Image: Prada

Meet #Prada365. The struggling Italian brand has announced that it will vastly alter its traditional advertising strategy to comprise what it calls a “continuous visual data stream.” Per 10 Magazine, the new tactic, entitled, Prada365, will “encompass print, online and social media, rejecting the idea of a singular campaign each season.” The new ad initiative will be less structured, more spontaneous, a collaboration of sorts featuring the work of an array of different concepts, settings, models, and photographers with a renewed focus on the brand’s actual products themselves.

Prada – the brand that captivates the fashion industry’s attention each and every season with its offhand elegance and ugly-pretty aesthetic – is in need of significant changes, after all, and has been for some time. Over the past several years, it has become the poster child for the floundering luxury sector. Sales dropped significantly in Asia, its largest market, over the past several quarters. It has been hurt by collapsing demand in China, the strong dollar and terror attacks in Europe. Its chief financial officer quit less than a year ago after more than a decade with the company, and the company’s shares fell more than 40 percent in 2016, dropping below their 2011 initial public offering price of HK$39.50 at times.

A consistent string of disappointing sales and revenue reports (in April, Prada reported its lowest profit in five years), in particular, and the specific drop in sales of its leather goods proved that the brand’s runway allure simply was not translating into sales in a meaningful way and the Miuccia Prada-run label vowed that a turnaround was on the horizon.

Since then, the brand announced in August that it predicted a return to sales and profit growth in 2017. Prada said in a statement this summer that it views 2016 as “a turning point from where the group will return to growth.” The company’s Chairman Carlo Mazzi confirmed that message, saying, “We expect growth to come back after this year.” As for what – exactly – would enable turning point was somewhat unclear until now.

We have known that the brand –  having opened more brick-and-mortar stores than most of its mega-brand rivals in the past few years and raised the price of many of its handbags – would try to right its course by introducing more accessible products (read: less expensive handbags) and streamlining its sizable retail network. Prada also aimed to differentiate itself from similarly situated brands by rolling out a new store concept in Hong Kong, Shanghai, Zurich and Moscow to entice customers into its shops, creating a different atmosphere for each product category.

Still yet, in April, the brand announced plans to double its e-commerce sales over the next two years by increasing the number of categories it offers online, particularly in connection with its footwear, and expanding its social media activities, including adopting millennial app of choice, Snapchat, says Strategic Marketing Director Stefano Cantino.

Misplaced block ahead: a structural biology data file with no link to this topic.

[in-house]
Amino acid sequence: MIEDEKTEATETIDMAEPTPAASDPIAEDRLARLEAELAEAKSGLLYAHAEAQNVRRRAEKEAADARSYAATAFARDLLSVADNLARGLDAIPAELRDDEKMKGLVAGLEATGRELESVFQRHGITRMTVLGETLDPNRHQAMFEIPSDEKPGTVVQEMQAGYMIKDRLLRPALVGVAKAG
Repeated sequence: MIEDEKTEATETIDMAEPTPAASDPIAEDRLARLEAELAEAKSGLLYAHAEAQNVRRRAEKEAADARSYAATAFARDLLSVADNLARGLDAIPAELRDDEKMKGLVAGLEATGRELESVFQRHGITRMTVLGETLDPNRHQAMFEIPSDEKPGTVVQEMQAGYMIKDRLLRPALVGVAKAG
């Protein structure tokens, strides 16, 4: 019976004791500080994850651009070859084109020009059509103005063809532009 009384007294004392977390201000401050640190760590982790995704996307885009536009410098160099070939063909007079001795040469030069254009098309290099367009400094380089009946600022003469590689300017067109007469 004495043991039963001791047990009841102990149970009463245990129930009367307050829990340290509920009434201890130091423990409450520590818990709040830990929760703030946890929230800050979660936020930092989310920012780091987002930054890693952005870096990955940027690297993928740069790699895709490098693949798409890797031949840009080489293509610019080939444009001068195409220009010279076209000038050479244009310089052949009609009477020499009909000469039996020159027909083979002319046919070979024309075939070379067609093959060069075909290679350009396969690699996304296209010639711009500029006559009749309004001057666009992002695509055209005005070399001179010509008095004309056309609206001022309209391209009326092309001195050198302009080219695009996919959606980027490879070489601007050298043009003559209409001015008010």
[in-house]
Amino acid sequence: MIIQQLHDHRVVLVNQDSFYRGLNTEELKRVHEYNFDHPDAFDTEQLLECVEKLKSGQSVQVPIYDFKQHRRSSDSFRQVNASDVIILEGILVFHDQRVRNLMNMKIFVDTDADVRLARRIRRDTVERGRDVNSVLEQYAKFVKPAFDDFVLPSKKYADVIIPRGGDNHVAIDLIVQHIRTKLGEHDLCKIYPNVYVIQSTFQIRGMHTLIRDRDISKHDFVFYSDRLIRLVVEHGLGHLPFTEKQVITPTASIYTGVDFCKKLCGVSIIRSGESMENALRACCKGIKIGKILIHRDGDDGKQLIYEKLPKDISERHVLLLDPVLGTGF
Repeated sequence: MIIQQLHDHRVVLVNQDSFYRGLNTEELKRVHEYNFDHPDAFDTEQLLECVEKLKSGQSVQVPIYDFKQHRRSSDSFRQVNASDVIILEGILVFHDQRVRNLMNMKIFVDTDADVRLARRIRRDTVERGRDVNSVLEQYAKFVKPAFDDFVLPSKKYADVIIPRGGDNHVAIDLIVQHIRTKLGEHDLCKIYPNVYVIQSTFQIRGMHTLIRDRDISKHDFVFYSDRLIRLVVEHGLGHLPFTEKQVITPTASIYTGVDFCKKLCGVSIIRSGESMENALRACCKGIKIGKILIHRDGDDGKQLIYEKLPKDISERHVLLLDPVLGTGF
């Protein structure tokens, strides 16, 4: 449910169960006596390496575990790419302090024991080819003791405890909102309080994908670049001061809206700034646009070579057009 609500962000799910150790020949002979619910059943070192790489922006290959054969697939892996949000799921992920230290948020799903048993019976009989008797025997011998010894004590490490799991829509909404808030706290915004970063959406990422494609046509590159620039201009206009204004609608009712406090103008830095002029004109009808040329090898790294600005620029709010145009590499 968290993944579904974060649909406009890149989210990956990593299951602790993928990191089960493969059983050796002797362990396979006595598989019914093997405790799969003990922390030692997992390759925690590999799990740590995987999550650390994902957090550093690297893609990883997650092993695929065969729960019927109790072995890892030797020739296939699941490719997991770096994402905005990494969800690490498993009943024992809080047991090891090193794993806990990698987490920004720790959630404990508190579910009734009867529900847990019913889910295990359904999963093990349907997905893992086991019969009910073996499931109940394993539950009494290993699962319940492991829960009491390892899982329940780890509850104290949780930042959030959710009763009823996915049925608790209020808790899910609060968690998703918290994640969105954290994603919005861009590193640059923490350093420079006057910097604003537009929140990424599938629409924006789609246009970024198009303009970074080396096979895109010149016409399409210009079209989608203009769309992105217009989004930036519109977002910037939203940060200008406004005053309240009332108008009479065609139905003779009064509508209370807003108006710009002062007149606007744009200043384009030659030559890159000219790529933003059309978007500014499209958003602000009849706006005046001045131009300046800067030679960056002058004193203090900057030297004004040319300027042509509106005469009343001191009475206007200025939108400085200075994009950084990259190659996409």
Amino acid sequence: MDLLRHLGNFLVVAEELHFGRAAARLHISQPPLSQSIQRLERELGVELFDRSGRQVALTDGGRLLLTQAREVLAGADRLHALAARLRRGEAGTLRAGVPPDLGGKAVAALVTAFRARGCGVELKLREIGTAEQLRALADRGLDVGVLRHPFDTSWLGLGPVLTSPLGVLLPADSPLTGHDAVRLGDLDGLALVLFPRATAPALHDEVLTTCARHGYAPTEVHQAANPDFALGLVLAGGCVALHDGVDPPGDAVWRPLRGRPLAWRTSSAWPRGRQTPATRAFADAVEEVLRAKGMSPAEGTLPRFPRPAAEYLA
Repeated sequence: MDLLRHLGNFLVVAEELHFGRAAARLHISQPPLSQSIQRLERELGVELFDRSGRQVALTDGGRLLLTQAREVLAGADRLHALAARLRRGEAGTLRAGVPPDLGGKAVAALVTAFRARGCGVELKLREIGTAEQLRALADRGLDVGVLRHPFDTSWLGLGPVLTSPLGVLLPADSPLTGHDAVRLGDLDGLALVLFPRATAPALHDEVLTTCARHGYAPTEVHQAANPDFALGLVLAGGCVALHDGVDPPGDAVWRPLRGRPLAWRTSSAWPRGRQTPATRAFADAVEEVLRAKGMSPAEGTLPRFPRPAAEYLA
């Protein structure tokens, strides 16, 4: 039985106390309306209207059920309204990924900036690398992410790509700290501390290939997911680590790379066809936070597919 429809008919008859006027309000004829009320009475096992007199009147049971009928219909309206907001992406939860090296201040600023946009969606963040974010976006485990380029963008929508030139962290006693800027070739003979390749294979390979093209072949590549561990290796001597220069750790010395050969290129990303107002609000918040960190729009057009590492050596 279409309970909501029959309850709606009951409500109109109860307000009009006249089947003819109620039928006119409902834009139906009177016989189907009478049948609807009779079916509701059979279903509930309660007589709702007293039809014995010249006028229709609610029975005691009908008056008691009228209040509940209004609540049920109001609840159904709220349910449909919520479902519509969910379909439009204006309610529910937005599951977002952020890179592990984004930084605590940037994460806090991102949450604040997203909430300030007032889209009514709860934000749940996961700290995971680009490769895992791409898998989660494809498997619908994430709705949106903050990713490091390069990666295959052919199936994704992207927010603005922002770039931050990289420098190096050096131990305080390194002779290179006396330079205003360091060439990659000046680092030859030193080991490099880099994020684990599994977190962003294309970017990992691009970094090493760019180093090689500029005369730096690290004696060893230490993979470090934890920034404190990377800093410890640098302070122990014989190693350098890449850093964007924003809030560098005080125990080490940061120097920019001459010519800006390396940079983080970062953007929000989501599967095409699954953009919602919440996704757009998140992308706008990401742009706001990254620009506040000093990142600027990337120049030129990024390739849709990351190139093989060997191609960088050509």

Upping its presence online, and its adoption of an e-commerce strategy is an interesting – but arguably very necessary – move given Ms. Prada’s stance on e-commerce. She has been quite vocal about her distaste for it, saying a number of years ago: “We don’t like it. I don’t care. My husband [Prada’s Chief Executive Patrizio Bertelli] hates it and we think for luxury it’s not right.”  Unsurprisingly, the brand is not going all-in online, at least, not yet. For instance, Prada has said it does not plan to sell clothing over the Internet. Instead, it will direct consumers to its 618 stores for garment purchases.

With such initiatives in mind, Prada365 seems to be just one facet of the brand’s much larger overhaul aimed at luring consumers back and returning to revenue grace, which it hopes to achieve by better distinguishing itself from its luxury rivals. As Fabio Zambernardi, Prada’s design director said recently, “We wanted to try how that could be different. Why don’t we just do smaller concepts, faster, more immediate, showing different women? We always show so many different types of women anyway, and Miuccia liked the idea of appealing to different points of view.” The Spring/Summer 2017 campaign signals the debut of 365. Prada has released the first images from the campaign, which are divided into five different themes: Pathways, Frontiers, Stations, Exits and Terrains, and star actor Jude Law, and models Oliver Houlby, Saskia de Brauw, and Sara Grace Wallerstedt, among others, shot by Willy Vanderperre.

Looking beyond advertising and social media, analysts expect it will take time for Prada’s lack of perceived exclusivity to recover as competition becomes fiercer from new Western and Asian brands, while a revived Gucci under new leadership continues to steal market share.